Juha Tolonen: The consolations of photography; and Tim Pearn: On the beach: Perth Centre of photography.

Juha Tolonen: The consolations of photography; and Tim Pearn: On the beach: Perth Centre of photography.

By Graham Mathwin

This is the first show I have reviewed at the Perth centre for Photography’s stunning new grounds at 18 Colin Street, West Perth. The move is an intelligent one, and I hope that it begins a shift of spaces out from William Street, into Perth’s extraordinarily spacious suburbs.

The work presented however could not be more different in conceptual and technical prowess. Juha Tolonen’s incredible show is a testament to his ability, and deepening of his investigations into photographic media. The conceptual background, while ostensibly simplistic, is overcome by the complexity of the work. Tim Pearn’s work however, is an inappropriate discourse and an unengaged, though systematic, exploration, which appears simplistic in contrast.

The problem with Pearn’s work exists over several levels. On the level of the photographs themselves, there is little attention paid to the technical qualities of the scans/photos. I appreciate the scan as a manner of looking that is physiologically alien to us (as opposed to the one-eyed, static version of our eyes, embodied in the camera), but here it fulfils its most banal, everyday function of recording endlessly similar subjects. A shallow depth of field does not mean a shallow work, but Pearn’s plastics are neither disgusting enough nor beautiful enough to warrant any dissonance or joy.

In this, the installation reciprocates the work – both are as regular, systematic, and standard as a metronome. There can be benefits to approaching things systematically. A certain absurdity is implicated, sometimes a rigour. Yet here it seems to fulfil no function. Prints arbitrarily blown up to the scale of others, showing the limitations of their device of capture could be a successful device – here is comes off as an arbitrary oversight. The ironies of the plastic materiality of the prints, utilising foam core and laminates, or at least gloss, reveals a conceptual flaw in the apparent dialogue of environmentalism the show evokes. The discourse is too simplistic at both ends – both in writing and in art production. Scanning plastic and printing on gloss paper is not a problem, but it is a problem if you think you are doing any favour to the trees. Art struggles to ‘raise awareness’. In the words of Rancière, its power lies in how it ‘distributes sensibility’. The difference between these two things is important – not only for describing why activist art so often fails, but also why art is powerful – why we’re all here. We all basically agree on plastics. I’d be hard pressed to find anyone in PCP’s audience who didn’t know about environmental issues. There are interesting things to consider: in how scientific practice fails to engage the public on environmental issues, which usually fall for the idea that they live reasonable and scientifically informed lives. The only rationalism that dominates is economic rationalism, and it silences scientific kinds of systematic exploration, close to that which Pearn has undertaken.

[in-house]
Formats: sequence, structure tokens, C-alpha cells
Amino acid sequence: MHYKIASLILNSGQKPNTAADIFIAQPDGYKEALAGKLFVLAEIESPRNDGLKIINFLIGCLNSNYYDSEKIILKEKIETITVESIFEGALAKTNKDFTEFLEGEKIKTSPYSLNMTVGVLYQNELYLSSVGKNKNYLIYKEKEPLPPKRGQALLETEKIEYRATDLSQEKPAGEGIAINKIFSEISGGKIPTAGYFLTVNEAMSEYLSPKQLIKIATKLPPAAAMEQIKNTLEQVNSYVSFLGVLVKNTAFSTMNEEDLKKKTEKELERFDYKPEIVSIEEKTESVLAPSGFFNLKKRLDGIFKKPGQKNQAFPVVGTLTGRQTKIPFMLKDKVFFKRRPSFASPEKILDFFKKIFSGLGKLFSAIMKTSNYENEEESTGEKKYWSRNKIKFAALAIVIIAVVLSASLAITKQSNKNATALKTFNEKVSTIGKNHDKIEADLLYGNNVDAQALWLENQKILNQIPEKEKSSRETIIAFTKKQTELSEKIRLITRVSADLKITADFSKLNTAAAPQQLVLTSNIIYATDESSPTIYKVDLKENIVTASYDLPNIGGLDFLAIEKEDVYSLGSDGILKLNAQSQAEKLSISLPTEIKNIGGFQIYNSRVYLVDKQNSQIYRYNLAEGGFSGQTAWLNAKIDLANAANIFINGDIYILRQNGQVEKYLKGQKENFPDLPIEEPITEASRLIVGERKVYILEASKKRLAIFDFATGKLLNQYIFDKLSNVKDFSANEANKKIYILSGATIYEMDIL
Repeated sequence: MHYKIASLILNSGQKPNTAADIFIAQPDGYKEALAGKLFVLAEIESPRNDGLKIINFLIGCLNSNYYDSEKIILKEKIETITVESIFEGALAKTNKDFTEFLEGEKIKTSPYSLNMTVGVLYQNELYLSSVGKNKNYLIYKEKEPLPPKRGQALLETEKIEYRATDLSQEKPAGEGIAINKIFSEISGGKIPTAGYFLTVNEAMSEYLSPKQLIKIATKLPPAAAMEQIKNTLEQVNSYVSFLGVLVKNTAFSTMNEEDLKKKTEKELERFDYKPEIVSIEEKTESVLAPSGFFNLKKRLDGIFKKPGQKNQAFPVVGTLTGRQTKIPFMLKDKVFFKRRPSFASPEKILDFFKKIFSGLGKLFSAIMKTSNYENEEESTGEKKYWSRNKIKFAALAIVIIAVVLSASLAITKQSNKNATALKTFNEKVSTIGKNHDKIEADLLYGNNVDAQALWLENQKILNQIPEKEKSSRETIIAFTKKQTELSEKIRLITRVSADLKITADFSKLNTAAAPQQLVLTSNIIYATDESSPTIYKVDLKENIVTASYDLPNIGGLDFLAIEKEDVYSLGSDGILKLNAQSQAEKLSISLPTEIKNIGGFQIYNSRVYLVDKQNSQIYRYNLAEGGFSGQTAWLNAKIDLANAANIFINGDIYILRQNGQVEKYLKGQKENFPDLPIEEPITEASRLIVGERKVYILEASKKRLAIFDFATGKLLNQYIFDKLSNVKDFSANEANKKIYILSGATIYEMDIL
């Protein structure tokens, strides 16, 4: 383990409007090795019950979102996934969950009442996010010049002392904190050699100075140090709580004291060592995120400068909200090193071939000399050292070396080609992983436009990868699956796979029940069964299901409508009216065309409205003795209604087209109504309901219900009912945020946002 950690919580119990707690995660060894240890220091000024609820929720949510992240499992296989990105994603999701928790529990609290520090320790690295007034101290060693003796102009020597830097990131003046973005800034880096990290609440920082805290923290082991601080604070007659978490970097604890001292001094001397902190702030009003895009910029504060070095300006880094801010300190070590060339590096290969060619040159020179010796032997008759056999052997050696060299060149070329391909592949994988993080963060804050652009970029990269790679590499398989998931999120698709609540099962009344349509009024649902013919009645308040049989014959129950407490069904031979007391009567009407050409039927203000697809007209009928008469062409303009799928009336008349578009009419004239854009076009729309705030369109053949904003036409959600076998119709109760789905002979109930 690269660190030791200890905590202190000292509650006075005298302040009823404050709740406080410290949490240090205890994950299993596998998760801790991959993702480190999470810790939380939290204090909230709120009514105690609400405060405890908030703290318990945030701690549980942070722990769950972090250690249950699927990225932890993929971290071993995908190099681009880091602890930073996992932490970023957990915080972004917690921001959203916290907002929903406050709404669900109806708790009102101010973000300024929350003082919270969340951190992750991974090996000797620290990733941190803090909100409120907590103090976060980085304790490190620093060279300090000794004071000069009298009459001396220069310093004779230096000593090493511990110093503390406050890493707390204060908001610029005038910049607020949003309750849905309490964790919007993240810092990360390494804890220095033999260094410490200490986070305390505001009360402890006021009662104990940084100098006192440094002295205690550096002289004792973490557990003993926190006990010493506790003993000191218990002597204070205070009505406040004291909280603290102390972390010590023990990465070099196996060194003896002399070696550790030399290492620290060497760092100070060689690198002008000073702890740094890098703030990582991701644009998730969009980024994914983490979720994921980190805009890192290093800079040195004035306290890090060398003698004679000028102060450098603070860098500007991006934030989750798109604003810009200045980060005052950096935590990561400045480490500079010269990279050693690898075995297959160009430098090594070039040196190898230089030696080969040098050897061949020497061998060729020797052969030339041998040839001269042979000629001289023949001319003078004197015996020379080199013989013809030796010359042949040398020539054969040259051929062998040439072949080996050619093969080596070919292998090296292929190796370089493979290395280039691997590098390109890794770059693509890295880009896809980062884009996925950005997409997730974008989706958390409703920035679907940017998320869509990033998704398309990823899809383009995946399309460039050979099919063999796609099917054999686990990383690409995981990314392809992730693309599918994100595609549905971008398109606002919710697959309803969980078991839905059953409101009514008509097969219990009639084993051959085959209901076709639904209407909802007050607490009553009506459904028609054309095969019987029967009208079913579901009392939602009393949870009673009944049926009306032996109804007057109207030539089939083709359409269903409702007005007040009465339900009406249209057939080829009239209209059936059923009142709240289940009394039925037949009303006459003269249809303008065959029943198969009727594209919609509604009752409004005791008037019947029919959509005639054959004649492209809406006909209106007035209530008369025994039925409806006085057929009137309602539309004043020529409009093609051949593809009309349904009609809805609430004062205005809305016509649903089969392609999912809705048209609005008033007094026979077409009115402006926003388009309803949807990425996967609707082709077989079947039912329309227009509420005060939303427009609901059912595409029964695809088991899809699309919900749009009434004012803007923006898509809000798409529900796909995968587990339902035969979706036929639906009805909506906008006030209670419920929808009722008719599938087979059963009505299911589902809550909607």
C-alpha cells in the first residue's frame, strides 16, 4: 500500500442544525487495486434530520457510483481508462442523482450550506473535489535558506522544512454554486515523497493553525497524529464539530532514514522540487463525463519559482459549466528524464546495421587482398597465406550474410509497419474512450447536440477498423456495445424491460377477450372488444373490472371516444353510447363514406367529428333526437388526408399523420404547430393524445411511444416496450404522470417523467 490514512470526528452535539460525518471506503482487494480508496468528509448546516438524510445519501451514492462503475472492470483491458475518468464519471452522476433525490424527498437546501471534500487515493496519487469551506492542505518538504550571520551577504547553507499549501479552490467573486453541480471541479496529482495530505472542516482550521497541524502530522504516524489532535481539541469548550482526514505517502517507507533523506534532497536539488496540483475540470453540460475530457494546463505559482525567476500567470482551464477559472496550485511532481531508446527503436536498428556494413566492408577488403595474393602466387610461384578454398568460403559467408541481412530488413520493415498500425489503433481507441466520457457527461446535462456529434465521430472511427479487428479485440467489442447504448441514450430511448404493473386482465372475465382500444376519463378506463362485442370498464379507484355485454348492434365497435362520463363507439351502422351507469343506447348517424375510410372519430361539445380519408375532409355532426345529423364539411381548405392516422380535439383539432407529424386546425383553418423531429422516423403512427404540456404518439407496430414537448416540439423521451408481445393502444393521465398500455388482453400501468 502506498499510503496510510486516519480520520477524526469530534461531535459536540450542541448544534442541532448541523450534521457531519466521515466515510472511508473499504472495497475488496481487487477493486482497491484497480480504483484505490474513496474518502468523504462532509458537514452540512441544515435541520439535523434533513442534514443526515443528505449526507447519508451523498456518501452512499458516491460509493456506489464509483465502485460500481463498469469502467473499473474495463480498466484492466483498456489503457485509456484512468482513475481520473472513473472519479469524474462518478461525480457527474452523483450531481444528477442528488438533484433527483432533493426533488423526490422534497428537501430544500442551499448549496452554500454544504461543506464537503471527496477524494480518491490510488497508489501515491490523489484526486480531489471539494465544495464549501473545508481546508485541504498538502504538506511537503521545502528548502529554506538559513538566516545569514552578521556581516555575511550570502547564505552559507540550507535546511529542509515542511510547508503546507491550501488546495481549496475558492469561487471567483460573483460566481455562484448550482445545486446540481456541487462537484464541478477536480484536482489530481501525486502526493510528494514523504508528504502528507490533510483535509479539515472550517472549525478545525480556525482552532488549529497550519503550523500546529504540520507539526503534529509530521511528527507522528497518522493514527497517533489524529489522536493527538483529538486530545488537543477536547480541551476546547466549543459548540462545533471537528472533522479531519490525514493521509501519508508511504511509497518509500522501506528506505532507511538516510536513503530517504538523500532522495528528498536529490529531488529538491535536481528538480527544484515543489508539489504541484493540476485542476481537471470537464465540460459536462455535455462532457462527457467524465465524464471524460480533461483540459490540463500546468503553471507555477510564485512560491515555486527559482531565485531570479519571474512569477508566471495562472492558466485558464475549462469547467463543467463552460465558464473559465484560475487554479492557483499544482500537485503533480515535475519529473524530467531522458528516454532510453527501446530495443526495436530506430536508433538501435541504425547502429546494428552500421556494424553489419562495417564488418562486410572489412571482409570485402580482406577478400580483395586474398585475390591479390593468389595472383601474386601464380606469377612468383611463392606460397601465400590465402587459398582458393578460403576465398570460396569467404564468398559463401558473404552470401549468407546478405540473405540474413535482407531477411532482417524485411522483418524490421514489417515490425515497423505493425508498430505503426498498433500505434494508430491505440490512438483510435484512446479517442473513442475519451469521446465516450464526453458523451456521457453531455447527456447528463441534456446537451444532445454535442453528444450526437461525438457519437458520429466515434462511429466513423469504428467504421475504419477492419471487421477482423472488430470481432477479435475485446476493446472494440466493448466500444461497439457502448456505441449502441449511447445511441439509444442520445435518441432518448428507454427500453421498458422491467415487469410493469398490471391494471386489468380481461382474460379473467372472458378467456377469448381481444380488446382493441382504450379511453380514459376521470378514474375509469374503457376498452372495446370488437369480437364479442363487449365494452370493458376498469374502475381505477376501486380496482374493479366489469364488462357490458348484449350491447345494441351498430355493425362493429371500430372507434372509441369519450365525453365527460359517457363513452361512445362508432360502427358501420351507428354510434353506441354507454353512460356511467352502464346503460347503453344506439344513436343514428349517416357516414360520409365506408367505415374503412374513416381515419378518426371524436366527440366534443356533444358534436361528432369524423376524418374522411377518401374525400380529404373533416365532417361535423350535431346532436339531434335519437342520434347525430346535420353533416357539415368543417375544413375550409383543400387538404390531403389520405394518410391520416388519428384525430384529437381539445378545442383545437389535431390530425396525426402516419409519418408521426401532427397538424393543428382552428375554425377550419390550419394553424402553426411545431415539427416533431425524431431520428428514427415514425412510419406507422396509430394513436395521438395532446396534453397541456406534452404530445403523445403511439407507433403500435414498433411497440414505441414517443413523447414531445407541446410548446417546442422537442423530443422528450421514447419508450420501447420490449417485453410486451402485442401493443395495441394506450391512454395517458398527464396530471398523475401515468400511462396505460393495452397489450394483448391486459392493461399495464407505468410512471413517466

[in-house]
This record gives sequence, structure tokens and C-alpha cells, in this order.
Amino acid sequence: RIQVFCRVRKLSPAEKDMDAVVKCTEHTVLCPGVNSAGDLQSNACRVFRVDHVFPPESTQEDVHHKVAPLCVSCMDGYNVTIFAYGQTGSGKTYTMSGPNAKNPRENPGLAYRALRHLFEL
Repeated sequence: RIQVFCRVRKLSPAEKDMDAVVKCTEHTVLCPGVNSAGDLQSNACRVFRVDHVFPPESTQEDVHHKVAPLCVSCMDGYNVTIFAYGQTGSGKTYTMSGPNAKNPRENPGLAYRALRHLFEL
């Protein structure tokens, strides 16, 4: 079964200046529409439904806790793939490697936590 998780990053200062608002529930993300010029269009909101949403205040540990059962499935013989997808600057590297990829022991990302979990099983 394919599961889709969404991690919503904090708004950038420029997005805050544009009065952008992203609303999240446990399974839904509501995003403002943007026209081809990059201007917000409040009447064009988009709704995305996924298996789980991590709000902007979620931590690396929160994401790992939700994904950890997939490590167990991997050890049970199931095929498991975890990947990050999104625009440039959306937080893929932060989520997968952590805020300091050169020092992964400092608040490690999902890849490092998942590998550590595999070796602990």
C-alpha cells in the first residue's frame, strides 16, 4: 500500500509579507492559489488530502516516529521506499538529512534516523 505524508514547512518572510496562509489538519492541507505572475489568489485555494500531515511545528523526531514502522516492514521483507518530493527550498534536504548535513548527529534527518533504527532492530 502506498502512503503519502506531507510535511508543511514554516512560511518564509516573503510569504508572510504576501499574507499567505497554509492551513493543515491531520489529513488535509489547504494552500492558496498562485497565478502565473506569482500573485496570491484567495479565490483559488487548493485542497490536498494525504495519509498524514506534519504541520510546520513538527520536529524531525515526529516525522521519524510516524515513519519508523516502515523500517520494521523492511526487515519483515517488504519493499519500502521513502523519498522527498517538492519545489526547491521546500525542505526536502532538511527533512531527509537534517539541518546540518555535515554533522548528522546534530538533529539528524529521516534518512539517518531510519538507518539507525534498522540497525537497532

Pearn’s work is no Burtynsky or Gursky, ambivalent works that each have the quality of showing us the banal vastness of the industrial empire we have built. Nor is it a work like Agnes Denes, whose environmentalism is realised in full in her work. It is an awkward and difficult show, which suffers for its materiality, its installation, and its inappropriate treatment of a highly simplistic subject. It is a problem of discourse that can be overcome, but that is rife through the body of work.

It contrasts rather vividly with the attentive, delicate works Tolonen has on display – technically rigorous, though somewhat typical, they are rich in their execution, particularly their combination and installation. (http://www.juhatolonen.com)